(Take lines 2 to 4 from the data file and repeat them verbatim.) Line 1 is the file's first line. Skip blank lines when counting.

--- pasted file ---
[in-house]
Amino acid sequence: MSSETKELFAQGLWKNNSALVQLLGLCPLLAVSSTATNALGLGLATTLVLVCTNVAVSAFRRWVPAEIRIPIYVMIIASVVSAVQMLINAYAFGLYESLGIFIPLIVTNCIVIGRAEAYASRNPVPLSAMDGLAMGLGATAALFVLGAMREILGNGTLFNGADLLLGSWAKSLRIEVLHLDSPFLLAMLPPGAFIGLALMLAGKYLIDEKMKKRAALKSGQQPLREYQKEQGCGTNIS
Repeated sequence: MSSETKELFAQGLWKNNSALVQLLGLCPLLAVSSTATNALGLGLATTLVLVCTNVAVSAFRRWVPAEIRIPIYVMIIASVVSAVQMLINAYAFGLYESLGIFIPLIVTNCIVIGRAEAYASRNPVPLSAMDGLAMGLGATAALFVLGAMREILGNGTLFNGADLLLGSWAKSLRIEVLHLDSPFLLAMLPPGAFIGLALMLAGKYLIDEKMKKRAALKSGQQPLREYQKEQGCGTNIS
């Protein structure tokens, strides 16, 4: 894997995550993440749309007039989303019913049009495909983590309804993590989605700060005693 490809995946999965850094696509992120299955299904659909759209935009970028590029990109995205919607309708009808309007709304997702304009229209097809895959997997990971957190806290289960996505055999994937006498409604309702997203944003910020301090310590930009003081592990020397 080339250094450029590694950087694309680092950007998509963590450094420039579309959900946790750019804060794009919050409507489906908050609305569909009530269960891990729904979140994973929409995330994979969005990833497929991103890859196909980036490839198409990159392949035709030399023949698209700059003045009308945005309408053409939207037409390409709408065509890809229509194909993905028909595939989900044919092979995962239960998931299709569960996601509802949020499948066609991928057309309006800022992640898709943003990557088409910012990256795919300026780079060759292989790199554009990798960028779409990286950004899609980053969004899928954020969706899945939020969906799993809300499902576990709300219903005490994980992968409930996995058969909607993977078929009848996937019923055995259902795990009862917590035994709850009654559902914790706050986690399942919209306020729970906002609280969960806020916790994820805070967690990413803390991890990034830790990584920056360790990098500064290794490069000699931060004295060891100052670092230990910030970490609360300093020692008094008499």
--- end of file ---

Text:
Amino acid sequence: MSSETKELFAQGLWKNNSALVQLLGLCPLLAVSSTATNALGLGLATTLVLVCTNVAVSAFRRWVPAEIRIPIYVMIIASVVSAVQMLINAYAFGLYESLGIFIPLIVTNCIVIGRAEAYASRNPVPLSAMDGLAMGLGATAALFVLGAMREILGNGTLFNGADLLLGSWAKSLRIEVLHLDSPFLLAMLPPGAFIGLALMLAGKYLIDEKMKKRAALKSGQQPLREYQKEQGCGTNIS
Repeated sequence: MSSETKELFAQGLWKNNSALVQLLGLCPLLAVSSTATNALGLGLATTLVLVCTNVAVSAFRRWVPAEIRIPIYVMIIASVVSAVQMLINAYAFGLYESLGIFIPLIVTNCIVIGRAEAYASRNPVPLSAMDGLAMGLGATAALFVLGAMREILGNGTLFNGADLLLGSWAKSLRIEVLHLDSPFLLAMLPPGAFIGLALMLAGKYLIDEKMKKRAALKSGQQPLREYQKEQGCGTNIS
């Protein structure tokens, strides 16, 4: 894997995550993440749309007039989303019913049009495909983590309804993590989605700060005693 490809995946999965850094696509992120299955299904659909759209935009970028590029990109995205919607309708009808309007709304997702304009229209097809895959997997990971957190806290289960996505055999994937006498409604309702997203944003910020301090310590930009003081592990020397 080339250094450029590694950087694309680092950007998509963590450094420039579309959900946790750019804060794009919050409507489906908050609305569909009530269960891990729904979140994973929409995330994979969005990833497929991103890859196909980036490839198409990159392949035709030399023949698209700059003045009308945005309408053409939207037409390409709408065509890809229509194909993905028909595939989900044919092979995962239960998931299709569960996601509802949020499948066609991928057309309006800022992640898709943003990557088409910012990256795919300026780079060759292989790199554009990798960028779409990286950004899609980053969004899928954020969706899945939020969906799993809300499902576990709300219903005490994980992968409930996995058969909607993977078929009848996937019923055995259902795990009862917590035994709850009654559902914790706050986690399942919209306020729970906002609280969960806020916790994820805070967690990413803390991890990034830790990584920056360790990098500064290794490069000699931060004295060891100052670092230990910030970490609360300093020692008094008499």